The first job of anyone working a minimum-wage assignment is to gather enough resume fodder to go get a better job.
Institutionalized constant turnover is a bigger economic impediment to a firm’s success – including fast-food joints, retail stores and anyone else who insists that a bump in the minimum wage would threaten their survival – than the wages paid themselves. That should be obvious.
Years ago I attended a weak and wan Leadership Training program hosted by a well-known firm whose claim to fame has less to do with leadership than with a strong consumer brand associated with family fun. Within the first hour of the training workshop the leader said “Our employee training here is so thorough that we spend 15 days training every new employee, even the ones in positions whose average tenure is only forty days.”
Whoa whoa whoa there, I said — back up a second. You have positions here where the average tenure is only forty days? Yes, said Miss Chirpy Clueless, our custodian positions and some of our retail positions have even less average tenure than that!
Then there’s your problem! I said.
Why would you train people for fifteen days in order for them to stick around another 25 days, when you could easily figure out why people bail so quickly and solve that problem instead?
We have not thought about business as a system. We think of columns and rows. We see the particles, but not the waves. We read The Fifth Discipline years ago, or maybe we only bought the book and stuck it on our credenza to make us look smart.
I was not anything remotely like a business advisor or thought leader when I asked questions about training and turnover in the leadership workshop. I was twenty-five years old.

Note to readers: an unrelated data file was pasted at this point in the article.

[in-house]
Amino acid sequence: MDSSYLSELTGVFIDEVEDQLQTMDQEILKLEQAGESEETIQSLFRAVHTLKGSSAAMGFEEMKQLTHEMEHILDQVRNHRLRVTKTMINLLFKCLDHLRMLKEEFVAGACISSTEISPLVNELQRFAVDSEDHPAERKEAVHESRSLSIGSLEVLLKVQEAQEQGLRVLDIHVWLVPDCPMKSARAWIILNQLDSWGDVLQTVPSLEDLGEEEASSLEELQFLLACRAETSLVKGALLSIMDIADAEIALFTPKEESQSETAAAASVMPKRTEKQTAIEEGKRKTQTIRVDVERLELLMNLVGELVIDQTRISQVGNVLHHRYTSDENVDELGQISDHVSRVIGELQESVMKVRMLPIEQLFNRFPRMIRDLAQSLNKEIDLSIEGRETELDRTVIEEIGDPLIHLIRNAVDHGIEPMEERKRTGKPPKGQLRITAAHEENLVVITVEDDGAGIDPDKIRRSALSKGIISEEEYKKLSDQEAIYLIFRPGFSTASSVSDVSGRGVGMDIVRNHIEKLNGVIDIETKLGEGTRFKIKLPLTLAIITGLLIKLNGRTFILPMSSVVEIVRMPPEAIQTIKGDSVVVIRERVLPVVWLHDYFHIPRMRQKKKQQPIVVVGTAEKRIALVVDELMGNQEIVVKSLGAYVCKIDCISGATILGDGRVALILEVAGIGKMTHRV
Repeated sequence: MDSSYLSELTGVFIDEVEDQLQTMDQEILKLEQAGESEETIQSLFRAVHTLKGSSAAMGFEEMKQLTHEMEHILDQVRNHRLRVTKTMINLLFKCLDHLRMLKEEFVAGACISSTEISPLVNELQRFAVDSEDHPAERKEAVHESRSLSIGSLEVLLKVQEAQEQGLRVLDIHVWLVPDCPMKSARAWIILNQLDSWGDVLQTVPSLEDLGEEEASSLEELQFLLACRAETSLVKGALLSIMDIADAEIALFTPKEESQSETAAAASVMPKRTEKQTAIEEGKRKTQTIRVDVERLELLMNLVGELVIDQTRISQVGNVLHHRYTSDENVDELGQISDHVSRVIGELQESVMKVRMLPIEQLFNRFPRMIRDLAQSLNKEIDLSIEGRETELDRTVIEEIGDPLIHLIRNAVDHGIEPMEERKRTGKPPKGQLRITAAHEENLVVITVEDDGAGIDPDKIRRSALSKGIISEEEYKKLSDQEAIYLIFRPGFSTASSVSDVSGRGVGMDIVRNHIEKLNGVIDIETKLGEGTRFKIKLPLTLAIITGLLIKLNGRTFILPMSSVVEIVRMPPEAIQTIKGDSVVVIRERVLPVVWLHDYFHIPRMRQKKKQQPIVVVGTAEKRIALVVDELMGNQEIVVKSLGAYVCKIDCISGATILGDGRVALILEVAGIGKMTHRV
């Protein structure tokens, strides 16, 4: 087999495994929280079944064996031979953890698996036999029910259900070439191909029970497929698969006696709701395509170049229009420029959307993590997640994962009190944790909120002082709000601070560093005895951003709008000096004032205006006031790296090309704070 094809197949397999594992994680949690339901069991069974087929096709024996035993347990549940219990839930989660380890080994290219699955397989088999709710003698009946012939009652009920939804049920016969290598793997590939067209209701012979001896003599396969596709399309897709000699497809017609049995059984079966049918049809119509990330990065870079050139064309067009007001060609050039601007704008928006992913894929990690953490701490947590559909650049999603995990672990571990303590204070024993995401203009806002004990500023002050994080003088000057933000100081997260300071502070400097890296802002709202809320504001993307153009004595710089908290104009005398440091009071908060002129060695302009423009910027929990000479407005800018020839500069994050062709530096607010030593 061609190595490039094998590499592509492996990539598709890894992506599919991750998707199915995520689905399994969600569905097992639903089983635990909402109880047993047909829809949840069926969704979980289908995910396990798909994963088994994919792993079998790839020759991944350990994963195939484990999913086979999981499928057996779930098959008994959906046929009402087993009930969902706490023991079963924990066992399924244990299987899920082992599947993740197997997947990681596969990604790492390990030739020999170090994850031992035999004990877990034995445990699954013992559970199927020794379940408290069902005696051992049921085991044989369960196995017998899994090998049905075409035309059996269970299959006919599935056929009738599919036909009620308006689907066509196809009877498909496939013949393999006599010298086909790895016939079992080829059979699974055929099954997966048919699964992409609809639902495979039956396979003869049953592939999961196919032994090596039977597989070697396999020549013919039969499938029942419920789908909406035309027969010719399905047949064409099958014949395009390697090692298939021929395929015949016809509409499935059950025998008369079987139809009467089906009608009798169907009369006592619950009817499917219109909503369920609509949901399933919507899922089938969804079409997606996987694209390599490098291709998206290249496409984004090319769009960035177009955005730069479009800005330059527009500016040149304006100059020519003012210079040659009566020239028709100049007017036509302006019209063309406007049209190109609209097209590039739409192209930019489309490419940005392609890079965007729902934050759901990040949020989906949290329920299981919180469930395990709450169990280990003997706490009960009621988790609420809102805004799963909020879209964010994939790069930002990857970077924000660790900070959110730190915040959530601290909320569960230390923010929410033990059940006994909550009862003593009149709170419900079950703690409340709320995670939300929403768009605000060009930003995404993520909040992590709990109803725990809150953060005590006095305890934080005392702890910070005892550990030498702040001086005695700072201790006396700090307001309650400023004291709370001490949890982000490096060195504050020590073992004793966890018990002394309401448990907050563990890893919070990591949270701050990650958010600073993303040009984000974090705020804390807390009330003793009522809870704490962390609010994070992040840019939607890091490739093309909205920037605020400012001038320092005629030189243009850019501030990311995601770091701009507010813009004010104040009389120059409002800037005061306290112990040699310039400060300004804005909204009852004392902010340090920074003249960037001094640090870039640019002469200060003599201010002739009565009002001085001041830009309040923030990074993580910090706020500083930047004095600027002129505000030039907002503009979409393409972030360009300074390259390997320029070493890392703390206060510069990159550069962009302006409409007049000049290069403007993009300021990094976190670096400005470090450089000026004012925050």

We need to take off our business-thinking cap and put on our human cap. When you pay someone the minimum wage to push a broom and a dustpan and answer visitors’ questions all day, many of them will quit very quickly. We can be smarter than that.
We don’t have to play business right in front of the net, paying people the least we can and pretending that human mojo doesn’t power our businesses, only well-structured processes and Operational Efficiency. We can open our eyes to what really moves a business forward — a clear vision and a committed team.
We can move way out in front of the net and play offense. Plenty of restaurateurs and retailers do it. How does Target manage to pay nine bucks an hour and get sharp and sparky people into red shirts while their retail competitors mewl and whine about any change in the minimum wage?
If we looked for two seconds at the relevant factors — how well do minimum-wage folks do their jobs versus higher-paid employees, how long do minimum-wage people stick around and what value could an increase in wages provide for our company — there wouldn’t be any employers paying the minimum wage anymore.
The minimum wage is a crutch for badly-run businesses and inept managers.
My bottom line on the minimum wage is that every city, county and state should look at its own threshold for public assistance, and if the local standards allow full-time working people to qualify for food stamps or other benefits, then the minimum wage is too low. It’s ridiculous and unfair to ask taxpayers to fill in the gap when employers aren’t paying enough for their employees to rise about the qualification level for welfare benefits. That should go without saying.
I am happy for my tax dollars to support people who are destitute, but not people who are destitute because their employer is too cheap to pay them enough to live on. Whether it’s seven twenty-five or eight bucks an hour, the minimum wage is a scarlet letter on the brand of any business. The message is “Yes, I am a CEO, but I don’t know that the hell I’m doing.”
This article was written by Liz Ryan from Forbes and was legally licensed through the NewsCred publisher network.